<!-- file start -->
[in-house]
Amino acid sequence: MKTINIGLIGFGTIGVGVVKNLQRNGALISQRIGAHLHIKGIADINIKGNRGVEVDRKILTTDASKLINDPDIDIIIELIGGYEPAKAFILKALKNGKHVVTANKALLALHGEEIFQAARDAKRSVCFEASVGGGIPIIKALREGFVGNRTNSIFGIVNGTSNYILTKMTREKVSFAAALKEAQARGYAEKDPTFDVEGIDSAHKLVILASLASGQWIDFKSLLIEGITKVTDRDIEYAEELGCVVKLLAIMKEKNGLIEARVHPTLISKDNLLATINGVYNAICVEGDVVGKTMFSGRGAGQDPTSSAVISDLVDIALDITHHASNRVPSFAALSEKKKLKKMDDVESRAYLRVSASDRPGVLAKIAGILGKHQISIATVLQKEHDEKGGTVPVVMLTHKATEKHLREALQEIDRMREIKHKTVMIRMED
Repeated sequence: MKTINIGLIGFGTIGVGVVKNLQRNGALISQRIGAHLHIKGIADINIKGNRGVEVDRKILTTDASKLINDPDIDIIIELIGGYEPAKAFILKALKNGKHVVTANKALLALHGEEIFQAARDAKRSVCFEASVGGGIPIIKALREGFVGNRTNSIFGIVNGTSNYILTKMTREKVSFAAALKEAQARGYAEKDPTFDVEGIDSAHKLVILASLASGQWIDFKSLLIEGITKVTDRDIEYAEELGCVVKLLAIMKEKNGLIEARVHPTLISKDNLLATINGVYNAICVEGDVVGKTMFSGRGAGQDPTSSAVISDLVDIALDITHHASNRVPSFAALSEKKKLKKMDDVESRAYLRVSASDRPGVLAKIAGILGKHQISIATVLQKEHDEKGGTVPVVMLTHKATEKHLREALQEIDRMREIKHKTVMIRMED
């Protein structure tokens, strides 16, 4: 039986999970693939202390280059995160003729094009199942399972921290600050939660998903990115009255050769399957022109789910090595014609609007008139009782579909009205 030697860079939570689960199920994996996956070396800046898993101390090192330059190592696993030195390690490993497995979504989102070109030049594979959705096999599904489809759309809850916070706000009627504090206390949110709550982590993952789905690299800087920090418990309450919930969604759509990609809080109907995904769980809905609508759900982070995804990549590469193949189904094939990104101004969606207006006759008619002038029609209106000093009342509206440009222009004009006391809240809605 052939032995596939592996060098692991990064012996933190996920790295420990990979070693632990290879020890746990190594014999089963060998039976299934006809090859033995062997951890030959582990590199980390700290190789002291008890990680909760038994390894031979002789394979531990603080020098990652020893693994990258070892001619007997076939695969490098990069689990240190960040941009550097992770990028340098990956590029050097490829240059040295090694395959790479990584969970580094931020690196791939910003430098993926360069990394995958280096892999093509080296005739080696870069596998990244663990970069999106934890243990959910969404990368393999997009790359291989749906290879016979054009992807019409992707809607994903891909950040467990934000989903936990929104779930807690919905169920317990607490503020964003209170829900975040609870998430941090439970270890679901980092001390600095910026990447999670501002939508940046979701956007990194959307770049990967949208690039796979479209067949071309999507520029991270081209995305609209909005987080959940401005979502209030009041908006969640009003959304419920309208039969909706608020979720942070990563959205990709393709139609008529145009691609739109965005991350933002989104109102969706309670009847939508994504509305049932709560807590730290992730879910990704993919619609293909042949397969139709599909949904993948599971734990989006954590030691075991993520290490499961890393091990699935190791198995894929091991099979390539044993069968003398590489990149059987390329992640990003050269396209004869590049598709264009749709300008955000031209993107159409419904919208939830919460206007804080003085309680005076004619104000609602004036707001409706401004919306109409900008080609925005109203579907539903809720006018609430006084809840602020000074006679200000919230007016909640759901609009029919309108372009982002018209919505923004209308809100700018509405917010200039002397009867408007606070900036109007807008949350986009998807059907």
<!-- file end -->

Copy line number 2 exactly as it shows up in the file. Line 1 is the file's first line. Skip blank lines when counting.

Amino acid sequence: MKTINIGLIGFGTIGVGVVKNLQRNGALISQRIGAHLHIKGIADINIKGNRGVEVDRKILTTDASKLINDPDIDIIIELIGGYEPAKAFILKALKNGKHVVTANKALLALHGEEIFQAARDAKRSVCFEASVGGGIPIIKALREGFVGNRTNSIFGIVNGTSNYILTKMTREKVSFAAALKEAQARGYAEKDPTFDVEGIDSAHKLVILASLASGQWIDFKSLLIEGITKVTDRDIEYAEELGCVVKLLAIMKEKNGLIEARVHPTLISKDNLLATINGVYNAICVEGDVVGKTMFSGRGAGQDPTSSAVISDLVDIALDITHHASNRVPSFAALSEKKKLKKMDDVESRAYLRVSASDRPGVLAKIAGILGKHQISIATVLQKEHDEKGGTVPVVMLTHKATEKHLREALQEIDRMREIKHKTVMIRMED